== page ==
Fuck Flattering

Conversations around the word “flattering” have been going on in multiple online sewing spaces I’m a part of right now. I’ve been in this conversation a dozen times before, at least; it generally always goes in the same circles. Many folks are attached to the word as a concept for signaling that something “works for” someone: that it fits them well (whatever that means), works well with their coloring (whatever that means), that it feels in some way to fit their personality — or perhaps a best version of their personality.

I say “whatever that means” because many people skirt around what exactly they mean by that. It seems to be like porn — you know it when you see it. But that insistence on instinct masks the ways our instincts are honed by cultural norms that privilege certain kinds of beauty, body types, gender expression, and comportment.

Shannon standing indoors in a blue dress. She has her hands in her pockets and smiles, looking off to one side.


When those of us in the fat activism community say we want to “fuck flattering,” we don’t just mean that we want to wear things that go against flattering norms. That part’s great — horizontal stripes and sack dresses and things that emphasize our volume forever and ever — but there’s more. It’s a recognition of the fact that “flattering” has not been used as a compliment for many of us; it’s been used as a weapon. It’s been used to diminish us, to reward us for shrinking ourselves, to deny us the full range of color and expression and joy, to assume our bodies are unruly and forcefully tame them.

So when people cling to the word, when they claim that they don’t mean it that way, what they’re doing is telling us either that they know it’s a term used to reward us for attempting to comply to narrow standards of acceptable expression, and don’t mind, or that they don’t believe our experiences and think that their own experiences and intent are more important.

Shannon standing indoors, looking at the camera. She wears a loose navy blue dress, blue socks, and brown boots.

I’m not saying don’t compliment anyone — I fucking love compliments! But there are plenty of ways to be more specific and, honestly, even nicer in your compliments. I personally love hearing that someone think something “suits me” — there’s a way in which that slight switch suggests an attention to the way a garment works with my personality, not just my body. It also doesn’t carry the connotation of excess, impersonal, or insincerity that “flattering” does.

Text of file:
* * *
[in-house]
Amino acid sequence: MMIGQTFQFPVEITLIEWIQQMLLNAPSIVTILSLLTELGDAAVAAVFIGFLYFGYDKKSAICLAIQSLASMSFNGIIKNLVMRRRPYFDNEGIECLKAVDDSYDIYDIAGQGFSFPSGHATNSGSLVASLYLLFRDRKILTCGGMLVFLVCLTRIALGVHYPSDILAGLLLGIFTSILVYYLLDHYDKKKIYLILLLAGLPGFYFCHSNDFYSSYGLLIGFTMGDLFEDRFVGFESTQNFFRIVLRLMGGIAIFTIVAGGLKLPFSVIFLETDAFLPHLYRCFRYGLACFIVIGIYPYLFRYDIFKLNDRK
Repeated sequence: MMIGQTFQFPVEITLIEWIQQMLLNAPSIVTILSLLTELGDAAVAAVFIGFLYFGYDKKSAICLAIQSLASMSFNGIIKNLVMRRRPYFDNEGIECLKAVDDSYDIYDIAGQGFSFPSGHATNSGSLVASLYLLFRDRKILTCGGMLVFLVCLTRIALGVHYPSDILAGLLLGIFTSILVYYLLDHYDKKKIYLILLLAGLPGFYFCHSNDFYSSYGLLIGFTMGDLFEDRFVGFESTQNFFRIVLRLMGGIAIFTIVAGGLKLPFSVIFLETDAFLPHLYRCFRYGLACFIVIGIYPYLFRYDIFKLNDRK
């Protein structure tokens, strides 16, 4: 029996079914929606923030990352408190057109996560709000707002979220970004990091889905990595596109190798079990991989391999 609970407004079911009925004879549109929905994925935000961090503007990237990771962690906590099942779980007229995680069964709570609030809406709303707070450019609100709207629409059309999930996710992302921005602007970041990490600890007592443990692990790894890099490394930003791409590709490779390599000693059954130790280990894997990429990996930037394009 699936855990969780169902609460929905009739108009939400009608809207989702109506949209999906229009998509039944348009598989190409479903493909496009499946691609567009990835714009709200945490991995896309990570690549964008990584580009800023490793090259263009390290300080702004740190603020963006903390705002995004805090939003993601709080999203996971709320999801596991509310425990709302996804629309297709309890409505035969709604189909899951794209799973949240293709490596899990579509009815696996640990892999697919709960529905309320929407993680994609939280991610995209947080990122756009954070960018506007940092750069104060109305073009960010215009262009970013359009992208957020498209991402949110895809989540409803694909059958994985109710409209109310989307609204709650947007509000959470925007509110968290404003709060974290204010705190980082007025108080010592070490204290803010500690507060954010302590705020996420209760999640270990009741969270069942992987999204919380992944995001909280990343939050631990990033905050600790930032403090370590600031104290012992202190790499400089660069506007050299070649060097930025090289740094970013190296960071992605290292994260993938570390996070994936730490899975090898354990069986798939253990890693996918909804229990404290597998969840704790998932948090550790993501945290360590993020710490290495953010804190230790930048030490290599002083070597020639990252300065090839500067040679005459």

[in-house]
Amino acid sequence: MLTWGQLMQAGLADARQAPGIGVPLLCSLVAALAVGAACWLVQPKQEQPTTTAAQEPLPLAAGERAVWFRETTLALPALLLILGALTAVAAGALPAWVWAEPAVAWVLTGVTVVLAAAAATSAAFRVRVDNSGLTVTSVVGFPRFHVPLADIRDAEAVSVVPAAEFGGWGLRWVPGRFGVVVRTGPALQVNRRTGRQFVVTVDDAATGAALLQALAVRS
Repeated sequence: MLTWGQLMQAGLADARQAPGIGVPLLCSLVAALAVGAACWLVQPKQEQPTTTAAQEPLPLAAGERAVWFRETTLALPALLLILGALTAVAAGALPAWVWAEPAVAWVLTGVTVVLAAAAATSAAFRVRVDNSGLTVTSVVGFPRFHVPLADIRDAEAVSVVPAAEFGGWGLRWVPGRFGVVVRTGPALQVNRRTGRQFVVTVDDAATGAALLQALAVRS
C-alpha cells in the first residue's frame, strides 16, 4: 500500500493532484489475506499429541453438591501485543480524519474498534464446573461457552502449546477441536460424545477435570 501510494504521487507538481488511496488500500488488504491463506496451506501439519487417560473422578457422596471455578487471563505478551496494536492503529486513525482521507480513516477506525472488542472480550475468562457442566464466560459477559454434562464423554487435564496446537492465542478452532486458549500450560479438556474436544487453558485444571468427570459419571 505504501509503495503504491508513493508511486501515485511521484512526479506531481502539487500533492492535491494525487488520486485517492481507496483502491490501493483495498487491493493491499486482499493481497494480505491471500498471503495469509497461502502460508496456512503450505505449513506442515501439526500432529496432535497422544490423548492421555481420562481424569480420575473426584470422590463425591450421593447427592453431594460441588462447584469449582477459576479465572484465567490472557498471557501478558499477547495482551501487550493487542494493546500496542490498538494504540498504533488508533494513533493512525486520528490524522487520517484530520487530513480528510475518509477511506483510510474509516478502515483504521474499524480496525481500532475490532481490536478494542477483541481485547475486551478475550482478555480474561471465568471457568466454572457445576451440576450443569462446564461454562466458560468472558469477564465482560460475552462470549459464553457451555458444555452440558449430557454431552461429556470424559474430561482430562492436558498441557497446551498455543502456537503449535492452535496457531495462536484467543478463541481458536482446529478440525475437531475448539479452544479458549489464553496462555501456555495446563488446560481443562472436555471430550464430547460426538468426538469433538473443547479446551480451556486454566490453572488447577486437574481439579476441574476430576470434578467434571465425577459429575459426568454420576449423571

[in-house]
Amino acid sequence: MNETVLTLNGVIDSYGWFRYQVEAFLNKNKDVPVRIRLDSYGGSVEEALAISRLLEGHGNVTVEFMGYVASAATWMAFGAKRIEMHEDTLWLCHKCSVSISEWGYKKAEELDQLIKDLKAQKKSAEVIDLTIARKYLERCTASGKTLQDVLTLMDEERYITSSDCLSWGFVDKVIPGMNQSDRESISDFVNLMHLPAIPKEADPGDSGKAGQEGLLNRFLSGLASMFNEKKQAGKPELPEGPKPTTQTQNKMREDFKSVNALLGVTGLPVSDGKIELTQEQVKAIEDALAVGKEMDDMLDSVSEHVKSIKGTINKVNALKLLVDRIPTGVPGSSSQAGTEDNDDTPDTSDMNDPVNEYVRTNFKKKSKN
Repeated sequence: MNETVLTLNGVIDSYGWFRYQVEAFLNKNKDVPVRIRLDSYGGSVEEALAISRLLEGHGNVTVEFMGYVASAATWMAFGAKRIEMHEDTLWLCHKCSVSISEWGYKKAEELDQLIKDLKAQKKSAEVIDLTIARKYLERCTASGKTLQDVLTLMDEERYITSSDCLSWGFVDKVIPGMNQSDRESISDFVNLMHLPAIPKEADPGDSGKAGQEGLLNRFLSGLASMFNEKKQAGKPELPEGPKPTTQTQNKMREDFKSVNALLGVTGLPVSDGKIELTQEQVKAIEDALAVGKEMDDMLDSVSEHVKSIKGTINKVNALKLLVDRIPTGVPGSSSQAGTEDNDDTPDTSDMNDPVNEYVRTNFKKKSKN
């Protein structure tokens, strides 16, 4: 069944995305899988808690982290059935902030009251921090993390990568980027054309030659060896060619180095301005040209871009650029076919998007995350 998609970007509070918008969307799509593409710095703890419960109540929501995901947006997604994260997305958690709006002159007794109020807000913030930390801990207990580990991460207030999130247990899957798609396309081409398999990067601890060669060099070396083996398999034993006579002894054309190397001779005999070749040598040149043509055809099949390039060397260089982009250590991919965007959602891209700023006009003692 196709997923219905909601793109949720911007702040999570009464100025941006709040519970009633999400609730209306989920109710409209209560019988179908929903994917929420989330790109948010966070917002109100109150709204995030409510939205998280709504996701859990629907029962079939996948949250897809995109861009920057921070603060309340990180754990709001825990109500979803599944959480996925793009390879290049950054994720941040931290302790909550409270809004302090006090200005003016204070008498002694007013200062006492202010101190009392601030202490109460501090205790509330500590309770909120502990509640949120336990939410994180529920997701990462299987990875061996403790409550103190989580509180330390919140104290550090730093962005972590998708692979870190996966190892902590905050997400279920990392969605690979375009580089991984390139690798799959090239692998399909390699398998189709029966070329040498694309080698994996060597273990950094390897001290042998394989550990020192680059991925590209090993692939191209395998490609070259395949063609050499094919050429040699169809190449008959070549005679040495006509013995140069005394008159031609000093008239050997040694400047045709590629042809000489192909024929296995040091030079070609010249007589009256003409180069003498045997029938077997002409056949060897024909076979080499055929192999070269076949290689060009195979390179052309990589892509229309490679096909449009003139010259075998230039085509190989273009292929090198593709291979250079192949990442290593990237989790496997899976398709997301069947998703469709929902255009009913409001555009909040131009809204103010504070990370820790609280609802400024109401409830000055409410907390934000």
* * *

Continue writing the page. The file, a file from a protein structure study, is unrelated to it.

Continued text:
Shannon in a half length portrait, smiling at the camera. More visible here is the line of embroidered stitching down the front of the dress bodice and a little cluster of pins.

I give you all of these thoughts along with a dress I’ve been wearing non-stop since it came off the machine. Like my floral fantasy and myofauxtis dresses, it’s made using the Cashmerette Montrose top as the bodice, with a basic gathered skirt. The fabric is a thick double-brushed cotton, thicker than beefy flannel — almost the weight of a melton. It was a score from the Textile Center Garage Sale and came with a bit of wear and an odd shape. This meant I didn’t quite avoid hitting a line of wear where it had been folded, and ended up with a light mark going up the bodice. I figured why not make it a feature, and stitched a line of chevron stitches over it using cotton twist.

A close shot of Shannon looking up and to the side.

It makes a beautiful backdrop for a cluster of enamel pins! I’ve been enjoying making meaningful little groupings from my small but growing collection. For this, I celebrated taking up space with a “feminist killjoy” banner, a sword, and the most delightful little manatee.

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13 thoughts on “Fuck Flattering

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  1. I really love how this dress turned out, and I especially love that additional detail of the stitching down the front. I’m desperately trying to make a hinterland but it keeps getting pushed down the queue in favor of pattern testing- I clearly over-committed. You dress here is just making me antsy to get some more oversized dresses in my closet!! And I have to say, it really does suit you 😉